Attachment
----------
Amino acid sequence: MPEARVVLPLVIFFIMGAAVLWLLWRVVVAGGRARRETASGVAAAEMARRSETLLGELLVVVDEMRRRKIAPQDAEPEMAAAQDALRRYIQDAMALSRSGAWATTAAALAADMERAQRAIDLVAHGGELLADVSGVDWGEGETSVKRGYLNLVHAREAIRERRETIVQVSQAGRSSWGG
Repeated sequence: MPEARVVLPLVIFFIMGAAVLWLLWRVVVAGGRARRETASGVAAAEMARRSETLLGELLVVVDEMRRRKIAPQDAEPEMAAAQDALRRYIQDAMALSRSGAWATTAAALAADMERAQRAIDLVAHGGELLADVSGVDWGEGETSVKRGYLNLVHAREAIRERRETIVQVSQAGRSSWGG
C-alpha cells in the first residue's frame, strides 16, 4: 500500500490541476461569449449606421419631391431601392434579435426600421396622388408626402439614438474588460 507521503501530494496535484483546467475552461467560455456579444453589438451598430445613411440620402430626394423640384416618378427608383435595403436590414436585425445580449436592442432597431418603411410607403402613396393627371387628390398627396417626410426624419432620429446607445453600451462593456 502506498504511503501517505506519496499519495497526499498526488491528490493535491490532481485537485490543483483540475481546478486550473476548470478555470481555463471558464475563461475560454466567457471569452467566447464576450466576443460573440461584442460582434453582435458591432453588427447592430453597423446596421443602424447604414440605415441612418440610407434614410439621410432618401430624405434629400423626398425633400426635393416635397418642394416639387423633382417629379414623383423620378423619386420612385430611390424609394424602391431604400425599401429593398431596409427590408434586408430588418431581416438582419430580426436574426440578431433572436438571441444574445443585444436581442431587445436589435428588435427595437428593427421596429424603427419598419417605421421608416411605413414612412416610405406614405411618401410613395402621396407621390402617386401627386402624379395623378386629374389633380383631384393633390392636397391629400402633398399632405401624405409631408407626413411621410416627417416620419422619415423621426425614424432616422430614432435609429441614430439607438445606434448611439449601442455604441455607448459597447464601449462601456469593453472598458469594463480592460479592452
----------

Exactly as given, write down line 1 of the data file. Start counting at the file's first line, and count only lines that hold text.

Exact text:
Amino acid sequence: MPEARVVLPLVIFFIMGAAVLWLLWRVVVAGGRARRETASGVAAAEMARRSETLLGELLVVVDEMRRRKIAPQDAEPEMAAAQDALRRYIQDAMALSRSGAWATTAAALAADMERAQRAIDLVAHGGELLADVSGVDWGEGETSVKRGYLNLVHAREAIRERRETIVQVSQAGRSSWGG